For EMC, it’s all about the rack-scale flash
Are we seeing an embryonic disk SAN killer tech?
Comment EMC has two big engineering projects on the go, incorporating flash-based DSSD and virtual SAN ScaleIO, both looking to provide rack-scale storage.
DSSD is an acquisition EMC made in May last year, and is working on a design using PCIe-accessed flash as the persistent storage tier.
The idea is to have racks full of flash for low-latency access to in-memory databases and real-time analytics workloads.
How much flash? A 33U XtremIO 6-X-Brick cluster has 120TB of raw flash. Calculating out the TB/U and deriving a 42U rack's worth from that gives us 151TB. With HGST's Skyera gen 2 Skyhawk product offering 136TB in 1U the extended XtremIO number looks far too small to make much of a fuss about. A 42U SkyHawk rack would offer 5,712TB – now that would be something to write home about.
Surely DSSD is looking to produce petabyte-plus rack capacity. At a Stifel Tech conference EMC's Chirantan “CJ” Desai, president of its Emerging Technologies Division, said that the DSSD product would launch later this year and have both block access and HDFS support. He said it would not use off-the-shelf PCIe flash cards but use PCIe as the channel to access raw NAND flash.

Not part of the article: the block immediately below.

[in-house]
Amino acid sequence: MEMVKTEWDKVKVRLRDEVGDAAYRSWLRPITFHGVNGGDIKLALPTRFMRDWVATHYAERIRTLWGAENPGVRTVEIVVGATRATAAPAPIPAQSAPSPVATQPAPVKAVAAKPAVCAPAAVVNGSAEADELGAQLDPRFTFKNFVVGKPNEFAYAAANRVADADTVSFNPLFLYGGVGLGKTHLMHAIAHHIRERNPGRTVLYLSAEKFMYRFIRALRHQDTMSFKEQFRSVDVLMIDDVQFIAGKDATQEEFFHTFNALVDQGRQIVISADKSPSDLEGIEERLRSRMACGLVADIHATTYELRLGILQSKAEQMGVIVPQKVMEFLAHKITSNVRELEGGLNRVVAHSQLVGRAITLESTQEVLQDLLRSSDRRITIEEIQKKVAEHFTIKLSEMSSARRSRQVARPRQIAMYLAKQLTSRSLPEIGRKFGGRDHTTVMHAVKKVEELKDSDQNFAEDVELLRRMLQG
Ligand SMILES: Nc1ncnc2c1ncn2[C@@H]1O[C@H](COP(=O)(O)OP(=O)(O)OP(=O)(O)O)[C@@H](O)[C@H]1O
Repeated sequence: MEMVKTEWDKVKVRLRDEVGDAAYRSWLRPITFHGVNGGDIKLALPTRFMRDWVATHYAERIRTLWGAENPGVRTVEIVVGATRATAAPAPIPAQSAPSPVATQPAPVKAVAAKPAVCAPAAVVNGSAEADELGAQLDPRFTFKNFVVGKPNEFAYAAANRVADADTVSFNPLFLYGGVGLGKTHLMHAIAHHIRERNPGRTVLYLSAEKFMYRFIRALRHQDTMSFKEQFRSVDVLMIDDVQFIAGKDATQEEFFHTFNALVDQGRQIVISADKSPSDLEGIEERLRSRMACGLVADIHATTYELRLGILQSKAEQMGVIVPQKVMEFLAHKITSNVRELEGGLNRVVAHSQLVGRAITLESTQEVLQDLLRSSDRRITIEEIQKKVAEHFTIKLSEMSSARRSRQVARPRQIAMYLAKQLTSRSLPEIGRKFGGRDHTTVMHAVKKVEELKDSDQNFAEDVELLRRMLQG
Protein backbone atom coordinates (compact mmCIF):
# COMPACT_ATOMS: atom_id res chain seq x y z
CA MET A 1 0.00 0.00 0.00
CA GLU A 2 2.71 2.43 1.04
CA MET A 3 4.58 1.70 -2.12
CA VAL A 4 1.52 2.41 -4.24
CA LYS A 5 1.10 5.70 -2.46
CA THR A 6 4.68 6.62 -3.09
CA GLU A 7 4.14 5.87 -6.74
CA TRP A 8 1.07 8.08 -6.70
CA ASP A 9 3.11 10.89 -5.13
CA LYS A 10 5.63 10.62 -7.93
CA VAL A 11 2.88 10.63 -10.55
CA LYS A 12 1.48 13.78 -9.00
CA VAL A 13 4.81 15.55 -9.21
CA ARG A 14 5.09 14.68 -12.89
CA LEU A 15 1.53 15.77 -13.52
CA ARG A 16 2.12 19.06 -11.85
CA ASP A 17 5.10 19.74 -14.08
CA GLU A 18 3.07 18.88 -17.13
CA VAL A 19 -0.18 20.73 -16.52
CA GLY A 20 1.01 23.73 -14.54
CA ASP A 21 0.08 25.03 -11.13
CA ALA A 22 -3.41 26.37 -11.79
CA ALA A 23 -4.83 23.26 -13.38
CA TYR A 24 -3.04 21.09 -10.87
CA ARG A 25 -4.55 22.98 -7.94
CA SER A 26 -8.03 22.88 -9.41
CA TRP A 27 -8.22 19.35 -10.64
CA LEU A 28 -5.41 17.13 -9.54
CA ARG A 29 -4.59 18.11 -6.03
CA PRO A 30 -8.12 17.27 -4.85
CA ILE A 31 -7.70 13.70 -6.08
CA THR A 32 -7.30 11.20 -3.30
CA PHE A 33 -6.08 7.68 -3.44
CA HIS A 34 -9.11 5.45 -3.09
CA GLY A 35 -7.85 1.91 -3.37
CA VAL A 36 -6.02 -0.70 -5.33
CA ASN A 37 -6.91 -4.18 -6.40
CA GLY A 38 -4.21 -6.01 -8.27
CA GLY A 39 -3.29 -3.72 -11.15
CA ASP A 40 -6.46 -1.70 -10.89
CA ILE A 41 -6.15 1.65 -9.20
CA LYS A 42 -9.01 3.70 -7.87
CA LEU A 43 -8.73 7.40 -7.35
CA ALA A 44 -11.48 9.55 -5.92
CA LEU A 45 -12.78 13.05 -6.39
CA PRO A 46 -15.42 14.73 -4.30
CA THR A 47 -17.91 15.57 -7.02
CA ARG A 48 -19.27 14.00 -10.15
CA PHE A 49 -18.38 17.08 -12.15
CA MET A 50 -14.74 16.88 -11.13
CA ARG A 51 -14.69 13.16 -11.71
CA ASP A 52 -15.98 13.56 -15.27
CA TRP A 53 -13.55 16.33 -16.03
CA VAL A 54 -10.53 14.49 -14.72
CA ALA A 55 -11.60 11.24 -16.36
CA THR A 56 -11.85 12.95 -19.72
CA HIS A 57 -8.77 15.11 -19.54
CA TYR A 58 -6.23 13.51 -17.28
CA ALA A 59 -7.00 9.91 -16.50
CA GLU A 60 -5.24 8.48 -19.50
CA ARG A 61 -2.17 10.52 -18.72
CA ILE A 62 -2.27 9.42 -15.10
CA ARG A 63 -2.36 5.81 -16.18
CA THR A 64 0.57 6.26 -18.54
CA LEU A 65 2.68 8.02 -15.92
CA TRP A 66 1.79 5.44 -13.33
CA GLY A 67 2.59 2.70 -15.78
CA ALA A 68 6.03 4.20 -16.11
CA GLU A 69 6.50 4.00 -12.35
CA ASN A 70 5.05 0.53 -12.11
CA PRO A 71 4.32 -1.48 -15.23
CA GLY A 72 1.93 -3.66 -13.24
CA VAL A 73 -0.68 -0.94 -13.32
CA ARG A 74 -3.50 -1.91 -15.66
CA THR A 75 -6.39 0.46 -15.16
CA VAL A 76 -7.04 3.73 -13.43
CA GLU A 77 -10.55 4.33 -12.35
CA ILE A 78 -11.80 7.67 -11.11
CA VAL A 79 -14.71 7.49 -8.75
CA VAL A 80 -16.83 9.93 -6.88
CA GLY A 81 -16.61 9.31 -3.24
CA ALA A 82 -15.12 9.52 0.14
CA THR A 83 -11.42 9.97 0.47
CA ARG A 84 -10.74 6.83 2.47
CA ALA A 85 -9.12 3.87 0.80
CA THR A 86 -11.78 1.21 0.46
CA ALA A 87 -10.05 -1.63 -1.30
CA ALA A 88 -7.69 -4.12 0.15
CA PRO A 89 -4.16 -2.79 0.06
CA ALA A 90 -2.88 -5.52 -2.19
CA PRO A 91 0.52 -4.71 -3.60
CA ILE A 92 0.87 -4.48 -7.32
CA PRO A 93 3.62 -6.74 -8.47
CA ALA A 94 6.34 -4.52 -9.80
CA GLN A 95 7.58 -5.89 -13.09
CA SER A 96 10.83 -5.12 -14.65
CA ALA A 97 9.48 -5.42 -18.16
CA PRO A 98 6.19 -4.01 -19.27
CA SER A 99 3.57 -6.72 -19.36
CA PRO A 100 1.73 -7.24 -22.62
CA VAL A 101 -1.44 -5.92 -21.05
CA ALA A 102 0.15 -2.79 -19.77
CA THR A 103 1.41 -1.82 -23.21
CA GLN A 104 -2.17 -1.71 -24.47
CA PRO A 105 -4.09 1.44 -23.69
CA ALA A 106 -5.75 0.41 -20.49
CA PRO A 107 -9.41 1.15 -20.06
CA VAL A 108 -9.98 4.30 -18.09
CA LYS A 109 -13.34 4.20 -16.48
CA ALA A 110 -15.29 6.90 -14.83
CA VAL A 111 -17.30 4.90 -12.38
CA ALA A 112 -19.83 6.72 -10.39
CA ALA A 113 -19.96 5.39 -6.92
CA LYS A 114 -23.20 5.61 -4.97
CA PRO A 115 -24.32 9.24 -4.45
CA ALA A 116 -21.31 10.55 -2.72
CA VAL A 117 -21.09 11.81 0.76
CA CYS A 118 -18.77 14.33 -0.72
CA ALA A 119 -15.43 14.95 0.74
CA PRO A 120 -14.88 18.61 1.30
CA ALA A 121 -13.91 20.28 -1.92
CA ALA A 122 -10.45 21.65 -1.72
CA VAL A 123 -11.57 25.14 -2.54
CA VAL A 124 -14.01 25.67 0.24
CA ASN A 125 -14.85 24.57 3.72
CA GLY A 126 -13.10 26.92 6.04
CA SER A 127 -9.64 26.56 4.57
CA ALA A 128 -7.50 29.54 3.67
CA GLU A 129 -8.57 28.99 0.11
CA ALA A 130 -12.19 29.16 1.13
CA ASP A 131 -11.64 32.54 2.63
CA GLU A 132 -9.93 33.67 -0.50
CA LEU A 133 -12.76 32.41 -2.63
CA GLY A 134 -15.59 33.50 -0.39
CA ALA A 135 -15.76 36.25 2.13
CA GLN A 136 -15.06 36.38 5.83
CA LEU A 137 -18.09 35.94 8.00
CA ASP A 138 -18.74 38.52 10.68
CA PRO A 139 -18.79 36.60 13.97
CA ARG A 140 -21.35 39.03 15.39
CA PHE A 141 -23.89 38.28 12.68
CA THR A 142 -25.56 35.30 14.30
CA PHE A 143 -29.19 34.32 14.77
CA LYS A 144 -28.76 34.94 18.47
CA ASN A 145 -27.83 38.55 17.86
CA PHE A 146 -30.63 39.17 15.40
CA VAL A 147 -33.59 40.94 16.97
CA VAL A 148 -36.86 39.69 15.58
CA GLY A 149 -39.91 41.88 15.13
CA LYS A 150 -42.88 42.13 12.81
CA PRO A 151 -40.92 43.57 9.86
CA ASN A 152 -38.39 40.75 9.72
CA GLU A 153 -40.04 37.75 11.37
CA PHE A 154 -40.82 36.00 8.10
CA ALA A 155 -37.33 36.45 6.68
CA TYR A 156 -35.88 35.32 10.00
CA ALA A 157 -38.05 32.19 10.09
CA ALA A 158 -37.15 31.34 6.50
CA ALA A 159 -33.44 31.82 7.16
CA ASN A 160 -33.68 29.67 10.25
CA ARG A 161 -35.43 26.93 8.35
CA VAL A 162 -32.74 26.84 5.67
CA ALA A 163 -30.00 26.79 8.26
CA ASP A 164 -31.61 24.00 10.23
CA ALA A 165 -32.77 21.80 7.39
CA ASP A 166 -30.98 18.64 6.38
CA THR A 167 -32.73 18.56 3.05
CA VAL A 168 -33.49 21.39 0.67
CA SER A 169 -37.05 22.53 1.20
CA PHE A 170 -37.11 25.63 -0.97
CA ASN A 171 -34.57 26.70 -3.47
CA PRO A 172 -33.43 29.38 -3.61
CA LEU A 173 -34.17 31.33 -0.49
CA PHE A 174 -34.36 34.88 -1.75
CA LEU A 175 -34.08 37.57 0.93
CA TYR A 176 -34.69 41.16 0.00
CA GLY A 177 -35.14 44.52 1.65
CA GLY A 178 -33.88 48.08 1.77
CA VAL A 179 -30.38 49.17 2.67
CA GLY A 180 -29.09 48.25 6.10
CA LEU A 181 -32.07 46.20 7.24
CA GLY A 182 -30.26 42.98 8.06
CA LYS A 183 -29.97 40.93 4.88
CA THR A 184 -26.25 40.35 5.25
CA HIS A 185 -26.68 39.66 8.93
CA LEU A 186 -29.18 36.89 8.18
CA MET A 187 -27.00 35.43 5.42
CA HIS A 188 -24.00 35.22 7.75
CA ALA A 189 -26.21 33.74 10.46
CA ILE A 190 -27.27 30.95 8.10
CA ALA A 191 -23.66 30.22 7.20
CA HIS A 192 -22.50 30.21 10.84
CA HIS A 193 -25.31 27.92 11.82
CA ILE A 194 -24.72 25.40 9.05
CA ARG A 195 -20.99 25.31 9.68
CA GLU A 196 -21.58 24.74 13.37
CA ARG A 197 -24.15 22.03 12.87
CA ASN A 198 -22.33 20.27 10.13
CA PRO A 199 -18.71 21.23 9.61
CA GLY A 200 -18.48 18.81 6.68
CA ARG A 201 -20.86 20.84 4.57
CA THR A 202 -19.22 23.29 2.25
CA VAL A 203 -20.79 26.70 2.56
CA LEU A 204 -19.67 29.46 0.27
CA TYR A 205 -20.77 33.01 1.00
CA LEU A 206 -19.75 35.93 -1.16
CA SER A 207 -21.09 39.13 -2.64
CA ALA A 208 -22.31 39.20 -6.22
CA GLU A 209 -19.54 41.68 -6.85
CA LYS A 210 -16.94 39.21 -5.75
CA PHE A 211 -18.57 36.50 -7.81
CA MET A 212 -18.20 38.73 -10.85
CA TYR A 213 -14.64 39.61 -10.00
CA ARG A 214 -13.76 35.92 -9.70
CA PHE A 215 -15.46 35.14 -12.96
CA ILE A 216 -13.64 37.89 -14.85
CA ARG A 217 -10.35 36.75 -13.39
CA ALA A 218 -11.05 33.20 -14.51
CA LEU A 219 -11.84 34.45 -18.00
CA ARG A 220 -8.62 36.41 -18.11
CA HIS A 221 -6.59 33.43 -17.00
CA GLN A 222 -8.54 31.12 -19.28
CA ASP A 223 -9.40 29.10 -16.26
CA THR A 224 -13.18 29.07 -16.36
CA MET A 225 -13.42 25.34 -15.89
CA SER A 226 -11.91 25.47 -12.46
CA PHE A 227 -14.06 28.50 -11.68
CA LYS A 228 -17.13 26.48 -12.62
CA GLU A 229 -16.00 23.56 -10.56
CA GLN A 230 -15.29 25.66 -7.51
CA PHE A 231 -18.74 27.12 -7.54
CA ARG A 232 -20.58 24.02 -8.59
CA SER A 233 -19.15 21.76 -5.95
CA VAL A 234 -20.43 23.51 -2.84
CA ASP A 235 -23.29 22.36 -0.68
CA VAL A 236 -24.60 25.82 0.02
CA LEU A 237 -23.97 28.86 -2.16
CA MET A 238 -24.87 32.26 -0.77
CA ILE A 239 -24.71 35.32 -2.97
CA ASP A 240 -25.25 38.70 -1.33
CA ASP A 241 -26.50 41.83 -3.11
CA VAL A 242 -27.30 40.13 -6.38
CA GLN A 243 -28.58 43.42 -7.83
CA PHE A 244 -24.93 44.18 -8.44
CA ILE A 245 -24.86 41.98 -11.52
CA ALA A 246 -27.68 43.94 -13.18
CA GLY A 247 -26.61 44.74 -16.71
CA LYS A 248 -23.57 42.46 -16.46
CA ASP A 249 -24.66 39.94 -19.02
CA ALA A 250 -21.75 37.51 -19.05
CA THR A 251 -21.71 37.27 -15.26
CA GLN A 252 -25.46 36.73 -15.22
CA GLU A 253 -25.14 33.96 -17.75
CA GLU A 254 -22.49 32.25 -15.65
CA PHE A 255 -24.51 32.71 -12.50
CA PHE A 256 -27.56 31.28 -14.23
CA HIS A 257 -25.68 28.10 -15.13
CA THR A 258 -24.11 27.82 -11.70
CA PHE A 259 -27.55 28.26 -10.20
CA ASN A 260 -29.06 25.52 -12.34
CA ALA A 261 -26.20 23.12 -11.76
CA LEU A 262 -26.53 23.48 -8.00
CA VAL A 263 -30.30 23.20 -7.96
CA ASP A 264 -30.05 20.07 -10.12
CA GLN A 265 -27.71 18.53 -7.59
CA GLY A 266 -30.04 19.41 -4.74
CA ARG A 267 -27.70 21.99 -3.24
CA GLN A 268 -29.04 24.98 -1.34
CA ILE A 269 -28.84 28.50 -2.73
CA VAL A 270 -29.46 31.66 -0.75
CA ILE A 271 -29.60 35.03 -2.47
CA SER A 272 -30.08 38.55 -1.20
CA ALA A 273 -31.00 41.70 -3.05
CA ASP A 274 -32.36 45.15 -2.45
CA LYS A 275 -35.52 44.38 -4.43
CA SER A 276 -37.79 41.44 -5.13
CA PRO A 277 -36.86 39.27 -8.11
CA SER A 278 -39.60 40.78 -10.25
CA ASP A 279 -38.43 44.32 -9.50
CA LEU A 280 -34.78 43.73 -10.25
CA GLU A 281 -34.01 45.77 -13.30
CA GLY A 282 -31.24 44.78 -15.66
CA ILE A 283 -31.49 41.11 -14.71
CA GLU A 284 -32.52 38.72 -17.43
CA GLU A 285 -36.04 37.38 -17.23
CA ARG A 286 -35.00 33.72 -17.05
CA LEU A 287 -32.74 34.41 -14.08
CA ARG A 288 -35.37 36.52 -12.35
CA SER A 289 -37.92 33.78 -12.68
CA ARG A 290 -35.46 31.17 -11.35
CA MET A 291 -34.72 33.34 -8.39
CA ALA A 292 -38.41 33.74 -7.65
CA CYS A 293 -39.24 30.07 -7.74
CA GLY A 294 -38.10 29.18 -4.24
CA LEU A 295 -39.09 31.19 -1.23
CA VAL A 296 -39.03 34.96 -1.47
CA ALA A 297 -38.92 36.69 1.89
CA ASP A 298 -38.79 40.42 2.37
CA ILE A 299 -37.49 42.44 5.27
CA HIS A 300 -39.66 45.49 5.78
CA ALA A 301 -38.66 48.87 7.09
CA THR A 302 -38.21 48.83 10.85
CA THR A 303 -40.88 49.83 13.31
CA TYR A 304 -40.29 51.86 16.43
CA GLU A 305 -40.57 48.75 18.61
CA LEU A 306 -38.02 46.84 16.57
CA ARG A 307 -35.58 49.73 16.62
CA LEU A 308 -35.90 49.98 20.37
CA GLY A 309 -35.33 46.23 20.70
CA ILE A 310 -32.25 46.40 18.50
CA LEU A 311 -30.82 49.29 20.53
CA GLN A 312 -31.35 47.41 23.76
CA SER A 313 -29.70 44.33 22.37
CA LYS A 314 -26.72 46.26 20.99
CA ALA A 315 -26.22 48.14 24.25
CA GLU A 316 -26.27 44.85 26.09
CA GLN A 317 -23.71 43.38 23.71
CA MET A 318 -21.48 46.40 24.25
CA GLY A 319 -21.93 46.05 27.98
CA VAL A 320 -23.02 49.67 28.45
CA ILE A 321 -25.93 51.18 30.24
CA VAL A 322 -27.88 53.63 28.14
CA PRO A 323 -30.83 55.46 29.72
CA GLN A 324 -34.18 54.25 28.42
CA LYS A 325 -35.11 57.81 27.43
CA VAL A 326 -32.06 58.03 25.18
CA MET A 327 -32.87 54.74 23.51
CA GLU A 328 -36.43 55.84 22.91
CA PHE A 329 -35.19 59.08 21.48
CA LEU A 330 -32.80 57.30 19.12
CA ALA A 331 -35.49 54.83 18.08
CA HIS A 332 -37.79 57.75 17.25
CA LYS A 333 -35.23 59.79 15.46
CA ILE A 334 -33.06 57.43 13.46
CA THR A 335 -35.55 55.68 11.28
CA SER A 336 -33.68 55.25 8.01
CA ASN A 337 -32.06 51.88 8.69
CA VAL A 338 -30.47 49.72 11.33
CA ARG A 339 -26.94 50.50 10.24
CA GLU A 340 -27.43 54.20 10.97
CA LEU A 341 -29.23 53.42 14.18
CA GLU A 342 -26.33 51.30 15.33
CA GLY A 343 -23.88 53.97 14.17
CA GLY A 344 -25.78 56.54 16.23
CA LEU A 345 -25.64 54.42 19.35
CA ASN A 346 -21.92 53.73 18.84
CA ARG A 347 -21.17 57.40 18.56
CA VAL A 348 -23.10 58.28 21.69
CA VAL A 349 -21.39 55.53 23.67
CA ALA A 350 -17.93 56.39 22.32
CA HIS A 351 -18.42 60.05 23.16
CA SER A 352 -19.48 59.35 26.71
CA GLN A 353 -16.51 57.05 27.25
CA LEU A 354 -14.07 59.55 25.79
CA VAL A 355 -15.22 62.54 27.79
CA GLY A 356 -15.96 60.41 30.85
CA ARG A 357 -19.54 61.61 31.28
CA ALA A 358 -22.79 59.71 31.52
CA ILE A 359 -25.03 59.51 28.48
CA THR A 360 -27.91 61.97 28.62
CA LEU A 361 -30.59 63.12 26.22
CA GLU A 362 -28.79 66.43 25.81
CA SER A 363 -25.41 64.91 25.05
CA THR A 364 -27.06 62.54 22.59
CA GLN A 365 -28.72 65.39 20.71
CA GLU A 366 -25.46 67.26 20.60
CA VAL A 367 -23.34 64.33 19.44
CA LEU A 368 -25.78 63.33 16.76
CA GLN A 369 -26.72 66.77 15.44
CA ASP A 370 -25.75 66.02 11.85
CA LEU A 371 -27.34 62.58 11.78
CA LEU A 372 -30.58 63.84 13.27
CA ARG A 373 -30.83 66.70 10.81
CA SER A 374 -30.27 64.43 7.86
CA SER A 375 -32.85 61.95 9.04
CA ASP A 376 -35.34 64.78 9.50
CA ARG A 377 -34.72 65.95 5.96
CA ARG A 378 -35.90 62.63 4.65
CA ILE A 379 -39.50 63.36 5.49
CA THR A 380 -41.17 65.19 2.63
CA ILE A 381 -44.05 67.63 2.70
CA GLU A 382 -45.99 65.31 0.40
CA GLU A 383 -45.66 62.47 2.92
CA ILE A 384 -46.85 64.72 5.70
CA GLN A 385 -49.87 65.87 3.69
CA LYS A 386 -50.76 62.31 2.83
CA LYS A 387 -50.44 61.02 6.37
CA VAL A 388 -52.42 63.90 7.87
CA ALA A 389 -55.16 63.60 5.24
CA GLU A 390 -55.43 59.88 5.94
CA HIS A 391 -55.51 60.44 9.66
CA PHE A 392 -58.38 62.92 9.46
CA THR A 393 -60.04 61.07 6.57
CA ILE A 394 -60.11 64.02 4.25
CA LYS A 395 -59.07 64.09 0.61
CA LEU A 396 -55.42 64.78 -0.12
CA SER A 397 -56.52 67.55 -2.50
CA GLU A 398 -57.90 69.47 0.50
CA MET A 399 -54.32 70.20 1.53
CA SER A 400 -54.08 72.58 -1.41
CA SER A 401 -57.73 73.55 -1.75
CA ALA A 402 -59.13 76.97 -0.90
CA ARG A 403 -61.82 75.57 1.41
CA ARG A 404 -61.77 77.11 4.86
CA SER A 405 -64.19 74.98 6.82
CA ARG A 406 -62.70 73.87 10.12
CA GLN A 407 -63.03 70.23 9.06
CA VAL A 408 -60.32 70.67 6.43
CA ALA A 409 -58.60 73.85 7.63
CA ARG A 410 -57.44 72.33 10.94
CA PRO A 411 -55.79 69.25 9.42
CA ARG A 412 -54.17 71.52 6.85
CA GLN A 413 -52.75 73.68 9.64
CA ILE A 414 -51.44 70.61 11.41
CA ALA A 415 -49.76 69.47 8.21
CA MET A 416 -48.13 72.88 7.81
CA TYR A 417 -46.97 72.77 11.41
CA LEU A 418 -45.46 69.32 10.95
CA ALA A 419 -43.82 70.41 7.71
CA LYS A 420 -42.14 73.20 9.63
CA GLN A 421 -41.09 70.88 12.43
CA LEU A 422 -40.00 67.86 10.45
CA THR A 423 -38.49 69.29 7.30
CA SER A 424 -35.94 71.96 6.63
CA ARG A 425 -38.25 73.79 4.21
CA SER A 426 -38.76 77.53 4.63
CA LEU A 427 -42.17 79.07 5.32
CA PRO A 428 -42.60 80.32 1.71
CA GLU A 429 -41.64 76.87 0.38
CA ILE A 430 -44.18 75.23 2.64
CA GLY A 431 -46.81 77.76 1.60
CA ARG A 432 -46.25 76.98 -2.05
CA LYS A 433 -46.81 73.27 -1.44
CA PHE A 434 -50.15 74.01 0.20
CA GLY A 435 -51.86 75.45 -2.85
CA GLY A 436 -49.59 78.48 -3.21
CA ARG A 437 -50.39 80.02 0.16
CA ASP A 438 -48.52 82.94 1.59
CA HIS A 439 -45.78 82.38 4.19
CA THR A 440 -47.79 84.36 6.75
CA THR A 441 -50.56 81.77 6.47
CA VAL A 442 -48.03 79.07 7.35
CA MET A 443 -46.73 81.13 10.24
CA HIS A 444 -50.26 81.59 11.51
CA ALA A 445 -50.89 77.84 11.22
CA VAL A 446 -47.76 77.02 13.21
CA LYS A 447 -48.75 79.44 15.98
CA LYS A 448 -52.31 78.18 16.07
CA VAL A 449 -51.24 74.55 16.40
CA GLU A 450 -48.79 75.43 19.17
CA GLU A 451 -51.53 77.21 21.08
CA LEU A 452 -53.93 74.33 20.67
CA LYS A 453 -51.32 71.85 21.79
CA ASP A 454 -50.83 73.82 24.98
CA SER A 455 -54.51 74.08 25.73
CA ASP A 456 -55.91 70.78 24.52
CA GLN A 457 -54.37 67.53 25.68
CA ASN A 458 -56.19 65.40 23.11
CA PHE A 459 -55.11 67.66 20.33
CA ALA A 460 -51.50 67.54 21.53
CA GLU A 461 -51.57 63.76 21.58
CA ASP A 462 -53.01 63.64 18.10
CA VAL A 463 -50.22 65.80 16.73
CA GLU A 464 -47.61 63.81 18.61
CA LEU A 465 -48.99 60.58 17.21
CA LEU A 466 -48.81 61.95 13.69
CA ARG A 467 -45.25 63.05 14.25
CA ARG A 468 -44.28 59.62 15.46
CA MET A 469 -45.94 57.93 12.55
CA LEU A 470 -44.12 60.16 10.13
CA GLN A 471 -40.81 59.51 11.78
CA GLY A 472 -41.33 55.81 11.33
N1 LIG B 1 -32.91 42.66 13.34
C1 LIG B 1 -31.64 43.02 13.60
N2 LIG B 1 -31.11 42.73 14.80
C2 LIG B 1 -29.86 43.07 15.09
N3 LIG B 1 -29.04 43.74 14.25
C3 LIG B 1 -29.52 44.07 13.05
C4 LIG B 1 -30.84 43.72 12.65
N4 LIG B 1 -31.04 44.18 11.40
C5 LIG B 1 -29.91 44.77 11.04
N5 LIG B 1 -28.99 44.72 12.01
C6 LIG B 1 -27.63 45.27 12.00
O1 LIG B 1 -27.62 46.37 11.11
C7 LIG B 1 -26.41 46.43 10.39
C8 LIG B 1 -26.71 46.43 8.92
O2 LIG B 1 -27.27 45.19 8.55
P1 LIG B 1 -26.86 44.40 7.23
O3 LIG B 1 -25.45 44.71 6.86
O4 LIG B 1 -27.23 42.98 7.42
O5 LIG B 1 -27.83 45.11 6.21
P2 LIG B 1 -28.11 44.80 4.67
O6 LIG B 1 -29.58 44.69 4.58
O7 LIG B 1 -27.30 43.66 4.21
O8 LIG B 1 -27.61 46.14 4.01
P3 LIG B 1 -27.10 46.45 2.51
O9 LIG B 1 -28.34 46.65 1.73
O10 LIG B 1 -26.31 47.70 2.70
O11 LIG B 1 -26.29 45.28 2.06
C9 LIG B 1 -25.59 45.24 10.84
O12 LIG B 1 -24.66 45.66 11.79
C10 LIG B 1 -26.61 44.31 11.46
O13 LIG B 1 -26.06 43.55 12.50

This implies it doesn't use DSSD either. Instead, like Violin Memory and HGST's SkyHawk, it is directly addressing NAND dies and managing write reduction, garbage collection, and so forth.
The DSSD product would be denser than the XtremIO array. It will not have XtremIO's data services though, such as thin provisioning, deduplication, compression and snapshots.
EMC II president and evangelist Chad Sakac blogged:
"There was a THIRD critical thing we learnt through Project Thunder. In many cases, the ideal interface isn’t RDMA over IB/Ethernet (memory mapping).
Rather, the way the developer DESIRED to interact with the persistence layer was directly with the application API. You could do this with NVMe, and it could be possible to 'bolt right in' to HDFS, key value stores and others. This is what DSSD does."
The DSSD technology is true “top of rack, pooled server-memory-flash”, and will provide millions of IOPS.
The DSSD technology involves many chunks of flash, each with its own controller, and with memory (RAM) to buffer or cache the flash. Hosts (app-running servers) access the DSSD flash stores through "a super-low-latency interconnect."
That implies to El Reg something different from InfiniBand or 100GbitE. Are we looking at Intel's Silicon Photonics, the Omni-Path architecture?
We're looking at much faster access to data than the networked XtremIO array can provide.
DSSD software will manage and pool this flash and automate aspects of its operation. Sakac said both block and file access stacks could be layered on top. Desai's comment confirms that block access has been added and that would widen the use cases for the tech. Imagine any enterprise app currently accessing lots of data in a SAN and needing very much faster access – step forward DSSD.
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